Anatomy of a targeted attack to Veeam server


This analysis is not made with any intent of promoting illegal activity, defamation or any kind of business loss. This analysis is solely made for educational and demonstration purposes, I’m not responsible of any unethical activity performed by any individual or group. By proceeding further to read this analysis you are giving your concern that you are solely responsible for any unethical action that you perform later on and the author has nothing to do with it.

In this light analysis we’re going to look at what are, in a simplistic way, the steps taken by a threat actor in a targeted attack to a Veeam backup server, not for the purpose of replicating it, but to know basics and learn to defend against it. The analysis environment will be equivalent to a small business.

As shared by Madi, you can watch a webinar where a ransomware attack is analyzed:

Step one: target analysis

The first action taken by an attacker is the collection of information about your company. These can be of various types and can be gathered passively through search engines, or actively by directly interrogating the target with scanning techniques. The word "passively" is important: this kind of activity doesn’t lead any alerts in the target's perimeter device logs or SIEM. In essence, you do not know when a threat actor is gathering information about your company.

It can be done through:

  • Google Dorks (search hacks leveraging the Google engine)

  • Shodan (search engine for vulnerable devices accessible from the Internet, at the time of writing there are almost 1500 search results with the entry "Veeam". WARNING: any unauthorized interaction with the devices listed by Shodan is ILLEGAL and punishable by law).

  • LinkedIn (by analyzing job postings or employees it is possible to understand the technologies used)

  • Enterprise perimeter scanning and DNS queries (active scanning with hacking tools)

  • (temporal analysis of evolution of a site)

  • Underground forums.

Steps to protect against this are relatively simple:

  • Don’t share sensitive work material on social media (for example, share photos on LinkedIn from new hires of laptop, backpacks and even, and especially, access badges).

  • Check from your IT department on a regular basis for sensitive and/or unauthorized information leaked on the Internet.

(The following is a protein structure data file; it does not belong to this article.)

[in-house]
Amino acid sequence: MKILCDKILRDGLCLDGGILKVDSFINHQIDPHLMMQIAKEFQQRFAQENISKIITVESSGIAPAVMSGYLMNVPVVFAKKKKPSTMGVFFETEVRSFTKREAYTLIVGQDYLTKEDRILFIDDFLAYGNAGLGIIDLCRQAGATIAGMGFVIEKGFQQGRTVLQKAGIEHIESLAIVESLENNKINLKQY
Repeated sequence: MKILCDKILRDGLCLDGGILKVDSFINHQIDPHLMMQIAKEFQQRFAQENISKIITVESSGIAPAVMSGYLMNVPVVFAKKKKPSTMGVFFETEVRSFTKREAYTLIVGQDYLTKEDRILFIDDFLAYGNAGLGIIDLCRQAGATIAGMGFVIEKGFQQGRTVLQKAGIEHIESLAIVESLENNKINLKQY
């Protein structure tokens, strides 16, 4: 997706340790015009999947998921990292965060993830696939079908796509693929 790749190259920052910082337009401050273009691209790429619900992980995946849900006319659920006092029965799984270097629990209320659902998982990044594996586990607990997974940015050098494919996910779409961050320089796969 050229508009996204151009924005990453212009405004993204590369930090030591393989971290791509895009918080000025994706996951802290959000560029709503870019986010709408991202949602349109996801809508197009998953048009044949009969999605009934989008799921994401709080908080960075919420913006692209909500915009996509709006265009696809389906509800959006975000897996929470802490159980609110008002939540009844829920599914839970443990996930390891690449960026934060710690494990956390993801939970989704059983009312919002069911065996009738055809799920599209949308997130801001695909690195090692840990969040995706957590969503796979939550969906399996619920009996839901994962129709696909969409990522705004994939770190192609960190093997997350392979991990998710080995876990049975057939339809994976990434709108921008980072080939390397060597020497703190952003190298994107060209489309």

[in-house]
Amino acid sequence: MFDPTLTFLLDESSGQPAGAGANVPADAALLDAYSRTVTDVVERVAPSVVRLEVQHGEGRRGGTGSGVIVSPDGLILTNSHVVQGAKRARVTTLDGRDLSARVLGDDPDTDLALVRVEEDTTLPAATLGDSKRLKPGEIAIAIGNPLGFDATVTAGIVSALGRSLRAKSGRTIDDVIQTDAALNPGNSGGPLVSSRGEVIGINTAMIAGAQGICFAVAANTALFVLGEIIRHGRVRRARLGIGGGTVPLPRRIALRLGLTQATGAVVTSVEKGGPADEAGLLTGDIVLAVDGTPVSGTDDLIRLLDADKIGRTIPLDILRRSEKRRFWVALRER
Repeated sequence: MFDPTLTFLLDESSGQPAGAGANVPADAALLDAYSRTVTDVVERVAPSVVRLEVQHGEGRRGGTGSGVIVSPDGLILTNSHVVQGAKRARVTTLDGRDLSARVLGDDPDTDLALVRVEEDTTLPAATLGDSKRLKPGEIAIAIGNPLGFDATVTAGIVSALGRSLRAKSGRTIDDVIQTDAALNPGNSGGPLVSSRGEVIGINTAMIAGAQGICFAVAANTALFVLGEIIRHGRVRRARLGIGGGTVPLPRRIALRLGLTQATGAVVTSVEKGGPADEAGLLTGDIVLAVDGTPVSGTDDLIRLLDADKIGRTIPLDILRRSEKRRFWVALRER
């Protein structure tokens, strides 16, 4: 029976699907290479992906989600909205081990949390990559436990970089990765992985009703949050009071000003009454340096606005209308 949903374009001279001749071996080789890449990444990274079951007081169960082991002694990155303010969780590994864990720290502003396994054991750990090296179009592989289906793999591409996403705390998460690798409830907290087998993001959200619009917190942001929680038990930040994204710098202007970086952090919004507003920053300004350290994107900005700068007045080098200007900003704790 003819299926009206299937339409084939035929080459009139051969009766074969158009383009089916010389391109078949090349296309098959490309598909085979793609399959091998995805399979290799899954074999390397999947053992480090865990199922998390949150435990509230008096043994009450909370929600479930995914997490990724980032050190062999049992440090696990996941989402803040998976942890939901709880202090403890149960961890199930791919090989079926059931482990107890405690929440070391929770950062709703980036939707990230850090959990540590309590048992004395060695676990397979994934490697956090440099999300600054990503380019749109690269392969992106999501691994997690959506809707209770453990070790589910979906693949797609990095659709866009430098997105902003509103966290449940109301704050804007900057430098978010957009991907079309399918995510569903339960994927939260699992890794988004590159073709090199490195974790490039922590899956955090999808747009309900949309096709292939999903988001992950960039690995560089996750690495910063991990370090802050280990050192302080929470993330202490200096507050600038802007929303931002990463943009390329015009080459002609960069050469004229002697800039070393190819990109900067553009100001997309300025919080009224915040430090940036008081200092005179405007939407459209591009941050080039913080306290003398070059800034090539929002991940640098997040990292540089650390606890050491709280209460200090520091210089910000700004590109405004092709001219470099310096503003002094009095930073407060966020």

• Do not expose sensitive or unnecessary VMs on the Internet.

  • Avoid the use of unsecured and uncertified cloud software for file processing.

  • Do not use work credentials similar or the same as personal credentials.

Second step: contact with the target

After collecting sufficient material on the target, attacker moves to a engage phase where he tries to gain access. It can come from:

  • a targeted phishing activity, called spear phishing, through social engineering even on non-work platforms

  • the classic purpose-built spam email, which with the help of AI you can take to incredible levels (have you ever tried to get ChatGPT to write you a dummy email?)

and then move laterally or even deeper until the attacker get access to a WKS.

Or if one of the services VMs is published on the Internet and perhaps not even up to date, it can become a target for attack by exploiting an unpatched CVE. I’m sure this sounds impossible, but at the time of writing with the search keys "RDP" and "3389" on Shodan the results are almost 13000 summed together.

Or again, it’s possible to penetrate inside the network via a vulnerability in the VPN management of the firewall itself, a topic that has been in the news a lot lately.

When the attacker is inside, on a WKS or a VM (for our case let’s says it’s not a Veeam machine yet), thanks to programs like Mimikatz it’s possible to get any activity performed by the user logged in.

It’s also possible to combine all these examples to create a more complex attack: with access to an internal machine, the attacker run a Responder program that will receive NTLMv1/v2 or LMv2 hashes. How? By sending a phishing email with a wrong internal LAN link that will point to a nonexistent resource. There’s, of course, also and advanced version of that with a greater scope of hash management.

And hashes are decryptable by brute force via GPU or by third party services.

Steps to guard against this second step are more challenging:

  • IT department need to check network status, logs and any generated alarm and take proactive security measures.

  • Have a strong update policy to solve high-impact vulnerabilities.

  • Implement a Network Traffic Filtration and SMB signing policy.

  • Implement current gen endpoint protection current and perimeter protection.

  • And more…

Step three: lateral moving and server access.

The threat actor is in and with a scan of the network, change to forgotten switches with default credentials, lateral moving and vlan hopping, finds the Veeam server. Then, what happens?

If the server is in the same domain as the production of the credentials obtained through Responder the attacker can do privilege escalation and log in as Administrator to the Veeam server.

If the Veeam Backup and Replication is not updated to the latest release and patch, it may be vulnerable to CVE-2023-27532 and the attacker is able to obtain the encrypted credentials from the configuration database.

If the OS is out of support or out of date, it may be vulnerable to a high-impact CVE and allow access and subsequent privilege escalation.

And when they’re inside the Veeam server, they have keys to the kingdom.

The security measures for the third step require a strong and reliable cybersecurity posture and make planned Vulnerability Assessment or Penetration Test activities critical.

And don’t forget to hardening ALL Veeam servers on your network.

Last updated